Local boy Marcus Rashford sends Manchester United fans home happy
When the final whistle blew in the 171st Manchester derby, players wearing red, white and black made their way toward the triple-tiered away end at the Etihad Stadium to celebrate in front of 3,017 supporters.
As home fans made for the exits, United followers were kept behind and hollered "Oh, United we love you" loud enough to be heard above Oasis' "Roll With It," which was belting out on the public address system.
Meanwhile, United manager Louis van Gaal turned and looked up to the club officials behind him: Ed Woodward, Sir Alex Ferguson and David Gill, plus the injured Wayne Rooney. The Dutchman gave a little smile and then joined his assistant Ryan Giggs in welcoming his players off the pitch.
One by one, the smiling footballers walked back toward the changing room, with goal-scoring hero Marcus Rashford followed by a TV camera. All were congratulated, while a City fan who had remained bemoaned his side's lack of passion and suggested that their players "earned too much money" and should "get back to their Lamborghinis."
Michael Carrick looked especially delighted and punched the air with his fists before entering the tunnel to celebrate with his teammates. Then the happy United fans, who'd worked through their repertoire of anti-City songs that mocked everything from a perceived poor dress sense of their fans to them not being from Manchester, finally left the ground.
It was a great result for United and several players were worthy of credit. Carrick, Anthony Martial and Chris Smalling all performed well, though the headlines since have been all about Rashford, the only Mancunian on the pitch.
Having scored five goals in eight games since his first-team debut on Feb. 25, Rashford is living the dream. A United fan, he's a quiet, attentive lad who prefers to soak up whatever environment he's in rather than stare or swipe at his phone like many footballers his age.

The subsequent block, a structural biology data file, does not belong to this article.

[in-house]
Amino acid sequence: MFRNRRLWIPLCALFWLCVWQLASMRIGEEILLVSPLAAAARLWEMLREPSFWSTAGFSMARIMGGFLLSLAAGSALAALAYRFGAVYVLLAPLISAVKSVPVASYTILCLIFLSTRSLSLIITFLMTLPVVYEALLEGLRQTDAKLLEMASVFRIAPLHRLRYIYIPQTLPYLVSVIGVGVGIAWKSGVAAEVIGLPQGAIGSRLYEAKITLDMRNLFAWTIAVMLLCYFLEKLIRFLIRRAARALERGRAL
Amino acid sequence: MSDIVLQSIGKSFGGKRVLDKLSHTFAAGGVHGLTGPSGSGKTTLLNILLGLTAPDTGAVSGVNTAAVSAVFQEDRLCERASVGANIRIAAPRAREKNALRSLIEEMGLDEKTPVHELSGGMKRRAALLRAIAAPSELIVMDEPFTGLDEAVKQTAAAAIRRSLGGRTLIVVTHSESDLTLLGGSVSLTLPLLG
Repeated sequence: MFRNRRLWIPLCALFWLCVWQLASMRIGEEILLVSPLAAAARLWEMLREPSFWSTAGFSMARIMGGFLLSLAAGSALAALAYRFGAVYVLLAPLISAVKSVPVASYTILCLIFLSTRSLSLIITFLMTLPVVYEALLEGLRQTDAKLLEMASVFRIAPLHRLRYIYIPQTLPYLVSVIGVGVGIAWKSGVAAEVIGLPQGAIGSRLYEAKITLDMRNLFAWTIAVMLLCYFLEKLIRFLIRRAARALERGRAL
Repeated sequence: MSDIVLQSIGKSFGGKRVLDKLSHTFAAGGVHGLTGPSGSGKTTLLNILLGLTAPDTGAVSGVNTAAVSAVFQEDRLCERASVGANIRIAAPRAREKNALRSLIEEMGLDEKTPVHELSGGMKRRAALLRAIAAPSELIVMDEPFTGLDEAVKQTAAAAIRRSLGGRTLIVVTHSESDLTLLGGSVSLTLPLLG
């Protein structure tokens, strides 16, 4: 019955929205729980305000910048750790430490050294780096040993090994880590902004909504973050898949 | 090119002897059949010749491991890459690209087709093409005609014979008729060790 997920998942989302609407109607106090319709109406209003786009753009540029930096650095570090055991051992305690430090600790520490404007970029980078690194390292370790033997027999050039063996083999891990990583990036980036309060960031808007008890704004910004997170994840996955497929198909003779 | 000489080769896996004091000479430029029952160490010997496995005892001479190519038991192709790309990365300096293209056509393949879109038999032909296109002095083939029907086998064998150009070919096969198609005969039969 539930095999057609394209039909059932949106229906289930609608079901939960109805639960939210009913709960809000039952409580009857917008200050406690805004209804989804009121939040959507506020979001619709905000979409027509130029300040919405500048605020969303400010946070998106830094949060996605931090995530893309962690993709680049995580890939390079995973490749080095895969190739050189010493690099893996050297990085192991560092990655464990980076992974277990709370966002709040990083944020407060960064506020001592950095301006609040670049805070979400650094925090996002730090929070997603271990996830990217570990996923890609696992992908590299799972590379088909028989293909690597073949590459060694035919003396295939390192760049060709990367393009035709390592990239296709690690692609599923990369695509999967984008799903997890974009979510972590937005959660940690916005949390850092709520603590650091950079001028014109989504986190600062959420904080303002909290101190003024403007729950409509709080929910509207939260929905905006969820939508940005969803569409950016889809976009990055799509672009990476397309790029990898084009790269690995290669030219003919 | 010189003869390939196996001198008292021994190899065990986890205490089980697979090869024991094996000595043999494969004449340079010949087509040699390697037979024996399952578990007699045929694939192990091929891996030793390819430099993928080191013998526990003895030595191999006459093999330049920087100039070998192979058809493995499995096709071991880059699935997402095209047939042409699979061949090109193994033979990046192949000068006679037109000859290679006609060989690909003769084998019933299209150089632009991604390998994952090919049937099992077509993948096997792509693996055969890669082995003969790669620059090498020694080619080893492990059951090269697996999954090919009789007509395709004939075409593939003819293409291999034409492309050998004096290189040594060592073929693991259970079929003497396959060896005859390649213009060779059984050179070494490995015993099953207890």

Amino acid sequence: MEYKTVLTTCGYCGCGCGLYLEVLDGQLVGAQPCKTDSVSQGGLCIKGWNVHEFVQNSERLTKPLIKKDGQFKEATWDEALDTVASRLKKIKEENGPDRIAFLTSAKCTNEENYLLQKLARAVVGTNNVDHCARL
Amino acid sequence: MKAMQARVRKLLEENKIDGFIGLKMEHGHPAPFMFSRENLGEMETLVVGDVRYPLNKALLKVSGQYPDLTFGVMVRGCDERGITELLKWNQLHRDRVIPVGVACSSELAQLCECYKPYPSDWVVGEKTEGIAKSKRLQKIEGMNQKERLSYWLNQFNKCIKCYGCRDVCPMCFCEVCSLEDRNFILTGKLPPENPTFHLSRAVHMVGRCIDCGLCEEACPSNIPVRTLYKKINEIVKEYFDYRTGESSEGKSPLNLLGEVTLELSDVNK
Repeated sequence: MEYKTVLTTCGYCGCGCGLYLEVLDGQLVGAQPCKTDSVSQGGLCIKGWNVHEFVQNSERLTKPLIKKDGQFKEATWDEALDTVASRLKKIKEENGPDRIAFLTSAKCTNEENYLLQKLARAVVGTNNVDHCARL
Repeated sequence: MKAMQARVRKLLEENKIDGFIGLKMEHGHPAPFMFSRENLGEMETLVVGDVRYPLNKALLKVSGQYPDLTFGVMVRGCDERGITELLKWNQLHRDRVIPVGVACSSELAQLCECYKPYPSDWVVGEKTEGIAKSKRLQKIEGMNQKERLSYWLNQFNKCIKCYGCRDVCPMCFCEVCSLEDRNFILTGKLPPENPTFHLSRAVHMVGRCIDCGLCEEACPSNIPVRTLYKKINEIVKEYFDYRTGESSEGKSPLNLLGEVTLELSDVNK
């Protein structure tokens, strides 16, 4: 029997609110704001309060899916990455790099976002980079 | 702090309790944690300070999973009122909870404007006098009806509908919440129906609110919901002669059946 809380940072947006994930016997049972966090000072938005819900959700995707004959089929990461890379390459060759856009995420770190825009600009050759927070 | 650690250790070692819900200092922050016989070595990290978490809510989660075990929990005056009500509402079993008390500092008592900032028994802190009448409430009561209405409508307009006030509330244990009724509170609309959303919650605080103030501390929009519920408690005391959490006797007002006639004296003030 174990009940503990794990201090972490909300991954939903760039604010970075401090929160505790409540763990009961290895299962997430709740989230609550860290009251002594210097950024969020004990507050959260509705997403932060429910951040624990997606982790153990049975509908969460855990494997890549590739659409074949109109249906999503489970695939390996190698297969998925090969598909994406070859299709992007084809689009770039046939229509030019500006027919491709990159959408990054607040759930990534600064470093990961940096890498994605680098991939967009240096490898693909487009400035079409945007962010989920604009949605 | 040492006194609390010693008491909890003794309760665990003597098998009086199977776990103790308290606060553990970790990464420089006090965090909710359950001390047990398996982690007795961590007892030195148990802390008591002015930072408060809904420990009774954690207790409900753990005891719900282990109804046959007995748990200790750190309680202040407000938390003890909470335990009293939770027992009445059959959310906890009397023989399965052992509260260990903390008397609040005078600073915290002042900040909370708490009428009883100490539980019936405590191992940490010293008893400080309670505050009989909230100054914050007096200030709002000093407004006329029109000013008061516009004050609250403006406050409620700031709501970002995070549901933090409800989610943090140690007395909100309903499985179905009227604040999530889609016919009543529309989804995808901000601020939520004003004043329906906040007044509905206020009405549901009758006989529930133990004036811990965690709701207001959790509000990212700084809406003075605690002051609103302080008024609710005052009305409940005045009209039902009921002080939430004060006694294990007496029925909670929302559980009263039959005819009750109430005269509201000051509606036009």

He still uses the dressing room of the U18 side rather than the first team and prefers to be with close mates like Axel Tuanzebe and Timothy Fosu-Mensah, the latter of whom came on for Matteo Darmian after 82 minutes in the derby.
Rashford has brought joy to fans starved of it this season. He's the oasis in the desert and that's good enough for today, though nobody pretends that United have been up to scratch overall in 2015-16.
After the game, journalists pushed City boss Manuel Pellegrini on his position. The Chilean was agitated and said he only wanted to talk about the match. His side are failing, just like United.
The two Manchester clubs have the highest wage bills in English football and the first- and third-highest average home crowds this season, yet these giants are fourth and sixth in the Premier League, respectively, with only a point -- and West Ham -- between them. It is unlikely that both City and United will be playing in the Champions League next term.
City have already decided to change their manager and the psychological effect of knowing that Pellegrini will be replaced by Pep Guardiola has resulted in a drop in form from their players.
United would seem likely to do likewise, but that decision has not yet been made.